Caribbean Pols, Immigration Advocates Condemn US Supreme Court Ruling on Affirmative Action

Congresswoman Yvette D. Clarke.

Source: Caribbean Life
Caribbean-American legislators and immigration advocates on Thursday condemned the United States Supreme Court’s ruling on affirmative action at colleges and universities around the nation, saying that the ruling will have serious repercussions for Black and brown students around the country.

In a 6-3 vote, with all conservative justices voting in favor and the three liberal justices dissenting, the highest court in America dismissed affirmative action at colleges and universities, ruling that race-conscious admissions programs at the illustrious Harvard University in Massachusetts and the University of North Carolina were unconstitutional.

Thus, the court ended a long-standing policy of admissions at colleges and universities in the United States.

“For decades, affirmative action stood as a policy that promoted diversity and a chance at equal education to remedy the lingering impacts of slavery, Jim Crow, and the history of segregation that has threatened to keep the American Dream out of reach for so many people of color,” Caribbean-American Democratic Congresswoman Yvette D. Clarke, the daughter of Jamaican immigrants, told Caribbean Life.

“The Supreme Court’s ruling to dismantle affirmative action in college admissions will have serious consequences for Black and brown students across the nation and for generations to come,” warned the representative for the largely Caribbean 9th Congressional District in Brooklyn. “Our nation was founded on the basic principle that we all deserve the same opportunity to achieve our highest aspirations.

“The Supreme Court’s decision is a reminder of how far we still have to go to ensure all Americans are treated equally,” Clarke added. “It’s clear that the American people continue to see this court faces a legitimacy crisis, and we cannot falter in our fight for racial justice and equal opportunity for every single student.”

New York City Public Advocate Jumaane Williams, the son of Grenadian immigrants, said that “with this ruling, the Supreme Court has chosen to ignore our nation’s history and jeopardize our youth’s future.

“The decision was entirely expected from this conservative court, but still extremely hard to hear, and to reckon with its implications on the fight for racial equity, diversity and justice,” he told Caribbean Life. “The march forward on these issues has been painfully slow, but largely forward– now the court is pulling us back, creating the conditions for young people of more color today to have fewer opportunities than the generation before them.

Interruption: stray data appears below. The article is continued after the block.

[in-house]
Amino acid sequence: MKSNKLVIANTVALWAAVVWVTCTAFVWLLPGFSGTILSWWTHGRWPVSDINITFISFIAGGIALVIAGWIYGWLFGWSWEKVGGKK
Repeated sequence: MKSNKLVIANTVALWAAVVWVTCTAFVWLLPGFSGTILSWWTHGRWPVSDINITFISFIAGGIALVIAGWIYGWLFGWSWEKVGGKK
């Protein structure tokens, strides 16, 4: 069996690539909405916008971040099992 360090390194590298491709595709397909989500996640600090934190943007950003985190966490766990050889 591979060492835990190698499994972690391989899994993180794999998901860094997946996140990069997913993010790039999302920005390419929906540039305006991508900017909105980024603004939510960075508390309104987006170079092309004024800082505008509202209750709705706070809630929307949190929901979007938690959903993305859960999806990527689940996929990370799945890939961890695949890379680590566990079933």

“Students with a legacy of systemic privilege or power may see its benefits, students confronting a legacy of systemic racism and discrimination will see only barriers,” added Williams, noting that in her dissent, Justice Sonia Sotomayor wrote that “Ignoring race will not equalize a society that is racially unequal. Equality requires acknowledgment of inequality.”

“It’s clear that conservatives want to ignore race when it is convenient to do so, and ignore reality when it is inconvenient to their philosophy and policy goals,” Williams continued. “While Republican lawmakers attempt to remove our history of racial injustice from the classroom, conservative justices are trying to remove racial equity from classrooms altogether.”

New York State Assemblywoman Rodneyse Bichotte Hermelyn, the daughter of Haitian immigrants, who chairs the Brooklyn Democratic Party, said that the court’s “devastating decision to gut affirmative action in higher education is destroying equitable education for all.

“We’re undoing decades of progress towards evening the scales for racial equality,” said the representative for the 42nd Assembly District in Brooklyn. “The Court considered affirmative action programs at Harvard and UNC (University of North Carolina) to be unconstitutional. Let’s not forget that, in the 1950s, UNC didn’t even admit Black students to participate in what is now the charge of all leaders, educational inclusion.

“This ruling could have overarching consequences, including undermining workplace diversity and sets a dangerous precedent unraveling the equal protection clause of the 14th Amendment (to the US Constitution),” Bichotte Hermelyn cautioned. “SCOTUS (Supreme Court of the United States) is turning a blind eye to the glaring racial inequities and discrimination that minorities face in educational access and opportunities.